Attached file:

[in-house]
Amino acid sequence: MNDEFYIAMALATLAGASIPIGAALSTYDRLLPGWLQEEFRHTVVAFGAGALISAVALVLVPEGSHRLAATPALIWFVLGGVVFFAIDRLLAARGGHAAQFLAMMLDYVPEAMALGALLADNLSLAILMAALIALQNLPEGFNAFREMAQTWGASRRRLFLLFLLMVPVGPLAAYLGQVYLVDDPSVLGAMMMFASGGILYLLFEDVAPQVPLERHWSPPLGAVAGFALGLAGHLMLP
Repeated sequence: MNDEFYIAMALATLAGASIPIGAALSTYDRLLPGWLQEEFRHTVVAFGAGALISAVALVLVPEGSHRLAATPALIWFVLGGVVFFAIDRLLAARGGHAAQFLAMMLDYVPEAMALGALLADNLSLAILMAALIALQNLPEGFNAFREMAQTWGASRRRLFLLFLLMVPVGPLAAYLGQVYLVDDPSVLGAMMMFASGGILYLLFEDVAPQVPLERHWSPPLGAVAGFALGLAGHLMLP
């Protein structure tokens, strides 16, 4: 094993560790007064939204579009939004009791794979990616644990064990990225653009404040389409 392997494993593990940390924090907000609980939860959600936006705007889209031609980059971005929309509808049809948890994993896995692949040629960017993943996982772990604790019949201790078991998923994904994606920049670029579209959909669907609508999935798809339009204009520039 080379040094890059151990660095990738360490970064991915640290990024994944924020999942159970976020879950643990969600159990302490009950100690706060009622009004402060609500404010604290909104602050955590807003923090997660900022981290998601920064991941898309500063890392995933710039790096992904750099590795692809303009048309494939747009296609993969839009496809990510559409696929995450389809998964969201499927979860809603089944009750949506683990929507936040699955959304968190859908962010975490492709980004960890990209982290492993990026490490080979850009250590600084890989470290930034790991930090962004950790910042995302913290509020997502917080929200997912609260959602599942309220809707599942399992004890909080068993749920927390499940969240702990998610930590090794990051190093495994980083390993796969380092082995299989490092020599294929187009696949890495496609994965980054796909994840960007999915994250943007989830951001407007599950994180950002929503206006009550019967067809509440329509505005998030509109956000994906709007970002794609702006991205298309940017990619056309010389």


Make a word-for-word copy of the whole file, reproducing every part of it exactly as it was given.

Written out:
[in-house]
Amino acid sequence: MNDEFYIAMALATLAGASIPIGAALSTYDRLLPGWLQEEFRHTVVAFGAGALISAVALVLVPEGSHRLAATPALIWFVLGGVVFFAIDRLLAARGGHAAQFLAMMLDYVPEAMALGALLADNLSLAILMAALIALQNLPEGFNAFREMAQTWGASRRRLFLLFLLMVPVGPLAAYLGQVYLVDDPSVLGAMMMFASGGILYLLFEDVAPQVPLERHWSPPLGAVAGFALGLAGHLMLP
Repeated sequence: MNDEFYIAMALATLAGASIPIGAALSTYDRLLPGWLQEEFRHTVVAFGAGALISAVALVLVPEGSHRLAATPALIWFVLGGVVFFAIDRLLAARGGHAAQFLAMMLDYVPEAMALGALLADNLSLAILMAALIALQNLPEGFNAFREMAQTWGASRRRLFLLFLLMVPVGPLAAYLGQVYLVDDPSVLGAMMMFASGGILYLLFEDVAPQVPLERHWSPPLGAVAGFALGLAGHLMLP
């Protein structure tokens, strides 16, 4: 094993560790007064939204579009939004009791794979990616644990064990990225653009404040389409 392997494993593990940390924090907000609980939860959600936006705007889209031609980059971005929309509808049809948890994993896995692949040629960017993943996982772990604790019949201790078991998923994904994606920049670029579209959909669907609508999935798809339009204009520039 080379040094890059151990660095990738360490970064991915640290990024994944924020999942159970976020879950643990969600159990302490009950100690706060009622009004402060609500404010604290909104602050955590807003923090997660900022981290998601920064991941898309500063890392995933710039790096992904750099590795692809303009048309494939747009296609993969839009496809990510559409696929995450389809998964969201499927979860809603089944009750949506683990929507936040699955959304968190859908962010975490492709980004960890990209982290492993990026490490080979850009250590600084890989470290930034790991930090962004950790910042995302913290509020997502917080929200997912609260959602599942309220809707599942399992004890909080068993749920927390499940969240702990998610930590090794990051190093495994980083390993796969380092082995299989490092020599294929187009696949890495496609994965980054796909994840960007999915994250943007989830951001407007599950994180950002929503206006009550019967067809509440329509505005998030509109956000994906709007970002794609702006991205298309940017990619056309010389």